Posts tagged coal
Yesterday, over 45,000 runners from all 50 states and more than 100 countries participated in the Bank of America Chicago Marathon 2011. The event promotes health and fitness in the Chicago area and is greatly supported by the Bank of America.
Ironically, Bank of America is also a major contributor to coal powered plants. It is the lead financer to Fisk power plant, located in Chicago. This plant emits many pollutants that cause asthma and other respiratory problems to those nearby.
As runners passed this power plant on the race course, they were also met with environmental activists looking for change. Activists held banners and posters supporting the shut down of Fisk power plant and the end of coal in Chicago. They hoped their signs would help persuade Bank of America to stop financing coal powered plants. Others held masks and joined the race as protesters to the Fisk power plant pollution. Participants included Greenpeace, Rainforest Action Network, and residents of the Pilsen community.
By the end of the year, atleast two Illinois coal power plants will be shut down. The Meredosia and Hutsonville energy centers are both owned by Ameren Energy Resource Company. These plants are closing because they are unable to abide by the EPA’s Cross-State Air Pollution Rule (CSAPR) which was issued in July of this year.
CSAPR calls for emissions reductions of 73% for sulfur dioxide and 54% for nitrogen oxide (from 2005 levels). Ameren Energy could have constructed and implemented pollution controls in order to keep the plants operating, but decided it was too expensive. Both plants are old and heavy polluters. Meredosia, for example, ranked 70th on list of most polluting power plants in terms of coal waste. Sierra Club has been calling for their shutdown for years.
There will be 90 jobs lost, however, the company hopes to reassign every position at another site. This could include the new full-scale oxy-combustion coal-fired plant that will capture and store carbon dioxide. This plant will be located in the Meredosia Energy Center and is the first of its kind. The CO2 will be pumped underground to a storage facility elsewhere.
More information can be found at: The State Journal-Register.
These days there is a lot of talk about coal power plants. When the Clean Power Ordinance started to gain momentum, the negative effects of coal plants received more media attention. There has been much publicity on the particulate matter and CO2 released by Fisk and Crawford power plants, but what other emissions should we be worried about?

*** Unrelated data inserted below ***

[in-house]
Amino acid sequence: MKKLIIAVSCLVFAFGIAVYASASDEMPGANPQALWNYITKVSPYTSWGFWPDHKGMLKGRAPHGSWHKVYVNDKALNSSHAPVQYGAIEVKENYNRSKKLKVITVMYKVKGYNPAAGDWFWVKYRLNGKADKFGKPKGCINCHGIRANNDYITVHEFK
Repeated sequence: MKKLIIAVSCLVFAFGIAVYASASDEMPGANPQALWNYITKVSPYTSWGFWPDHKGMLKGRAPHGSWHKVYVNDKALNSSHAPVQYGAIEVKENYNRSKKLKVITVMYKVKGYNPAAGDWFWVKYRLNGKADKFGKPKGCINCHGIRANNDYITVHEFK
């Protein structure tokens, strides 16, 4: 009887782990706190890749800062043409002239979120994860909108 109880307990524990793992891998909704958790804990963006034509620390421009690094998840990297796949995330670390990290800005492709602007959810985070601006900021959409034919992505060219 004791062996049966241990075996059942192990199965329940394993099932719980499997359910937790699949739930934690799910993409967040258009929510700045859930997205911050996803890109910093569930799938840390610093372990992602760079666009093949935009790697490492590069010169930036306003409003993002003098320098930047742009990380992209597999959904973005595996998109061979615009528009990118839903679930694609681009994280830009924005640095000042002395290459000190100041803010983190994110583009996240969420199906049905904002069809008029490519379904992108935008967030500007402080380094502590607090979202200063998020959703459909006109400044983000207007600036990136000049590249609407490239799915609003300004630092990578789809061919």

PM – Particulate Matter is covered under the Clean Power Ordinance. Fisk and Crawford will be required to reduce their PM emissions to 0.015 lbs/MMBtu, a substantial decrease! This is very important, because particulate matter is a key factor causing premature deaths, chronic bronchitis, heart attacks, and other respiratory illnesses.
CO2 – Carbon Dioxide will be monitored under the Clean Power Ordinance. The two power plants must reduce their CO2 emissions to 120.36 lbs/MMBtu. Carbon dioxide is famous for causing global warming. In past years, Fisk and Crawford power plants have emitted a combined total of 5,084,187 tons of CO2 in one year!
SO2 – Sulfur Dioxide is covered under the Clean Air Act. The Clean Power Ordinance does not regulate SO2 emissions, so they can remain at current federal limits. However, emission standards today are still harmful. SO2 is responsible for many respiratory illnesses including asthma attacks. It also has negative effects in the environment causing acidic deposition in our forests and waterways. Fisk and Crawford power plants emitted a combined total of 13,970 tons per year in past years!
NOx – Various oxides of nitrogen are not included in the Clean Power Ordinance but are currently covered by EPA laws. This is essential because NOx emissions can cause premature mortality and decreased pulmonary function. They are also extremely detrimental to the environment – responsible for the increase in algae blooms in our waterways. Fisk and Crawford power plants emitted a combined total of 3,673 tons of NOx per year in past years.
Hg – Mercury emissions in Illinois are regulated more stringently than they are on a federal level. The Clean Power Ordinance will not change this regulation. The largest source of man-made mercury is from coal burning power plants. Mercury is a very dangerous hazardous air pollutant when children are exposed prematurely. It causes IQ loss, development problems, and affects the human nervous system. Mercury is capable of entering our environment, depositing itself in waterways, and bioaccumulating in the fish we consume. In 2005, Crawford power plant emitted 145 pounds of mercury.
These five pollutants are five reasons why we should be concerned about power plants. Though many more go unnamed. The Clean Power Ordinance will help greatly in reducing some of these emissions. Also on its way is the EPA’s new proposed toxics law which promises to make more stringent emission limits on all of the above pollutants to help make Illinois’ air much safer to breath!